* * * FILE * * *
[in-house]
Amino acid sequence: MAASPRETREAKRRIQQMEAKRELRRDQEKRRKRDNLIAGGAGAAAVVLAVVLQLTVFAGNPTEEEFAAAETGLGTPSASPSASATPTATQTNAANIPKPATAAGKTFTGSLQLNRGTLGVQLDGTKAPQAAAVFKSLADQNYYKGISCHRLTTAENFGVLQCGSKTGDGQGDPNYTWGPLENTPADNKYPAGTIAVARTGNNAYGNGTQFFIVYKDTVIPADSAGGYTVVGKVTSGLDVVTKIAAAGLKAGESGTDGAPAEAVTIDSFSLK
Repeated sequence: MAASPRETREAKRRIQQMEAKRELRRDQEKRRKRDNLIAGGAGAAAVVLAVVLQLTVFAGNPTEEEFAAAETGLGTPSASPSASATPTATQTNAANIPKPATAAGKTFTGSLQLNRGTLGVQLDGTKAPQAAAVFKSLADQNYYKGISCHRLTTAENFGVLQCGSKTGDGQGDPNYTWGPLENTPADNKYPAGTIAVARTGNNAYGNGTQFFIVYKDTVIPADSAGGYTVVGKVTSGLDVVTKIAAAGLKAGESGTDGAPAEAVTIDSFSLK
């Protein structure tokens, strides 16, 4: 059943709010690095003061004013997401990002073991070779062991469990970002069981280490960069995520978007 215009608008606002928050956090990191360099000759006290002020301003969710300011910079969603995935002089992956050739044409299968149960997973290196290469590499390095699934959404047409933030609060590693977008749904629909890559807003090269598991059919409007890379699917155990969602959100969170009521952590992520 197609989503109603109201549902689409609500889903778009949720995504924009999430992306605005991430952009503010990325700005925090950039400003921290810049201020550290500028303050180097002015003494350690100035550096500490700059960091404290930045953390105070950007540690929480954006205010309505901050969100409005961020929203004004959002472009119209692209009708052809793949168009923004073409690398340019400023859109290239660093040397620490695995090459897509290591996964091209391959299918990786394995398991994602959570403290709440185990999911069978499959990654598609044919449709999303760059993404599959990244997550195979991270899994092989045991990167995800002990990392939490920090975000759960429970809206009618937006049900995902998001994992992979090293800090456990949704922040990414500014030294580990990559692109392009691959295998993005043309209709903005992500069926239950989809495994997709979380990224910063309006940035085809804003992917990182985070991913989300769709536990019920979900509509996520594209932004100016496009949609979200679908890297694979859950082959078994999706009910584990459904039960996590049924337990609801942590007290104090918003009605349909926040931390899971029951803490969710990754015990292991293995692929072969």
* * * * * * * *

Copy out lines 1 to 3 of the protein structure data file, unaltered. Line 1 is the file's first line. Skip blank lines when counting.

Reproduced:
[in-house]
Amino acid sequence: MAASPRETREAKRRIQQMEAKRELRRDQEKRRKRDNLIAGGAGAAAVVLAVVLQLTVFAGNPTEEEFAAAETGLGTPSASPSASATPTATQTNAANIPKPATAAGKTFTGSLQLNRGTLGVQLDGTKAPQAAAVFKSLADQNYYKGISCHRLTTAENFGVLQCGSKTGDGQGDPNYTWGPLENTPADNKYPAGTIAVARTGNNAYGNGTQFFIVYKDTVIPADSAGGYTVVGKVTSGLDVVTKIAAAGLKAGESGTDGAPAEAVTIDSFSLK
Repeated sequence: MAASPRETREAKRRIQQMEAKRELRRDQEKRRKRDNLIAGGAGAAAVVLAVVLQLTVFAGNPTEEEFAAAETGLGTPSASPSASATPTATQTNAANIPKPATAAGKTFTGSLQLNRGTLGVQLDGTKAPQAAAVFKSLADQNYYKGISCHRLTTAENFGVLQCGSKTGDGQGDPNYTWGPLENTPADNKYPAGTIAVARTGNNAYGNGTQFFIVYKDTVIPADSAGGYTVVGKVTSGLDVVTKIAAAGLKAGESGTDGAPAEAVTIDSFSLK